Connecticut’s relationships with Latin American and Caribbean populations are riddled with U.S. historical engagement in the political and economic affairs of the peoples of this geographic region. From the early trade relationships established during the Connecticut Colony to recent demands for low-wage laborers in the twentieth and twenty-first centuries, Connecticut has played an important role in the migration histories of contemporary Latino populations.
Connecticut’s largest ethnic minority is Latinos, surpassing African Americans for the first time in the 2000 census. Within this population, the majority of Latinos in 2000 were Puerto Ricans (194,443), followed by Mexicans (23,484), and Colombians (12,009). The Puerto Rican population has historically been and currently is the largest Latino population in the state. The composition and heterogeneity of the Latino population, however, is changing rapidly.
Connecticut individuals of Latin American or Caribbean origin whose populations were estimated to have grown at greater than 50 percent rates during the period from 2000 to 2006 were: Uruguayans, Guatemalans, Brazilians, Ecuadorans, Bolivians, Salvadorans, Argentineans, Peruvians, and Mexicans. The highest population increases, as opposed to growth rates, were from Brazil, Mexico, Ecuador, and Guatemala, in that order. Negative growth rates were registered for people from Barbados, Cuba, Venezuela, Guyana, Chile, Nicaragua, Costa Rica, and Panama.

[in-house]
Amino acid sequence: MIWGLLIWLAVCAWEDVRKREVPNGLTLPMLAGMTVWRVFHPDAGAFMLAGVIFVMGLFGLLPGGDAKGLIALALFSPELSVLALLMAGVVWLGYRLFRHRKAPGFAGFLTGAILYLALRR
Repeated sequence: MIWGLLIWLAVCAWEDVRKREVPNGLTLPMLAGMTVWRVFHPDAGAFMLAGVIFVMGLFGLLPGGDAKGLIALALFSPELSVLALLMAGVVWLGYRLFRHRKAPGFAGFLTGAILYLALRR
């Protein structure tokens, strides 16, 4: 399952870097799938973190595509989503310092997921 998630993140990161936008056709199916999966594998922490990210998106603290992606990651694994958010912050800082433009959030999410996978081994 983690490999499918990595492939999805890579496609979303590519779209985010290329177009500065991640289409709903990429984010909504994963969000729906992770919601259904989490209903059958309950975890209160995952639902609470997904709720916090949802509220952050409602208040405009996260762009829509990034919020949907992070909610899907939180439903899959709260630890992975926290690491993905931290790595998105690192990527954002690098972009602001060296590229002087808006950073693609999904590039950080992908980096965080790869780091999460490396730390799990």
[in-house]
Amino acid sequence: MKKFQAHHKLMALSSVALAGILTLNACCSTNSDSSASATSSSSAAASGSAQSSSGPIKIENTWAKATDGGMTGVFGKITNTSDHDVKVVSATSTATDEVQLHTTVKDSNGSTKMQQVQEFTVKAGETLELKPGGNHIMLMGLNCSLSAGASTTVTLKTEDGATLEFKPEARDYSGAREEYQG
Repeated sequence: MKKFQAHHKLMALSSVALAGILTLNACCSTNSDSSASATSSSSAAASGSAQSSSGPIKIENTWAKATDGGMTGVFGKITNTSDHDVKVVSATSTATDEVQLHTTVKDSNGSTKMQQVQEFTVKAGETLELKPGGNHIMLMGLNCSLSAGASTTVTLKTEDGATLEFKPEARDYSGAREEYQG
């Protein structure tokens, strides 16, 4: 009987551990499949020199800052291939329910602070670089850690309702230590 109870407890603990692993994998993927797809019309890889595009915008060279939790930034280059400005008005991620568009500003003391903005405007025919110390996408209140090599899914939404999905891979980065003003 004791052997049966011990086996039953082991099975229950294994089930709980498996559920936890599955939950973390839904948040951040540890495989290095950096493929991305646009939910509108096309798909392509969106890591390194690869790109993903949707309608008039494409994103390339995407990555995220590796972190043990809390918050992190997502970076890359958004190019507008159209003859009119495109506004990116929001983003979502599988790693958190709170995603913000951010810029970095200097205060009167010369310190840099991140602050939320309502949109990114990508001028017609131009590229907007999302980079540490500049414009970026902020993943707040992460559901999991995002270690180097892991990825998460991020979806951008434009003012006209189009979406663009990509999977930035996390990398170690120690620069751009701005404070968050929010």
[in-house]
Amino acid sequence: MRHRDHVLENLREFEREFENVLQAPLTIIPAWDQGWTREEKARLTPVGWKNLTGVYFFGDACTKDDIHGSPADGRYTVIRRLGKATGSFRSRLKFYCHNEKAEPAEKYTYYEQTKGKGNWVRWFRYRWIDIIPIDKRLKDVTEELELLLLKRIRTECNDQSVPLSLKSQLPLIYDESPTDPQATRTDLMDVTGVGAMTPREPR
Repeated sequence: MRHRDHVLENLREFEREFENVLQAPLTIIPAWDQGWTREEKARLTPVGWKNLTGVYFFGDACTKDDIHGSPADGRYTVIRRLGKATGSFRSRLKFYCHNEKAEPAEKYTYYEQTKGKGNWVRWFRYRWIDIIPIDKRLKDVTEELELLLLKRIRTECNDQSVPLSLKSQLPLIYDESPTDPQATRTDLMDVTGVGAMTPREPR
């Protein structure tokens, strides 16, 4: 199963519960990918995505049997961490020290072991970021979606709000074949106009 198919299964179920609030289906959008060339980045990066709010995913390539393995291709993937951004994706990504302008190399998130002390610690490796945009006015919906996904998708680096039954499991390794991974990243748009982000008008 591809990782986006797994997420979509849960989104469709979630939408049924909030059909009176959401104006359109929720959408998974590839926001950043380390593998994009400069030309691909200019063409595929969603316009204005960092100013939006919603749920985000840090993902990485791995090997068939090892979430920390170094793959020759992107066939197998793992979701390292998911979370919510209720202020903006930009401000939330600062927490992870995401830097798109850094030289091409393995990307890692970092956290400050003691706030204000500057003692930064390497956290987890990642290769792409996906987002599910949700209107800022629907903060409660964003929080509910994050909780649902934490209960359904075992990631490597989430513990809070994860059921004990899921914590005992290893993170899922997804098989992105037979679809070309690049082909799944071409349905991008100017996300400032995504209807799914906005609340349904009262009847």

In Hartford, 40 percent of the population is Latino; the majority of residents is Puerto Rican and second is Peruvian. Peru was the first Latin American country to establish a permanent consulate in Hartford.
Although growing in number, South Americans, especially from Peru, Ecuador, and Brazil, still remain minority populations and are concentrated in the westernÂ part of the state. As examples, the largest population of Guatemalans is found in Stamford (3,971), and Brazilians are concentrated in Danbury (4,158). Although research on urban populations predominates in the literature, rural communities in Connecticut have also seen increases in more economically marginalized populations from Latin America, particularly from Amerindian communities. Working on dairy, chicken, vegetable, and flower (green) farms and hidden from public view, it is likely that many rural workers were not counted in the 2000 census.1 The high cost and scarcity of housing in Connecticut also facilitates cross-border housing arrangements in New York, Massachusetts, and Rhode Island for Latin American and Caribbean day-workers in Connecticut.
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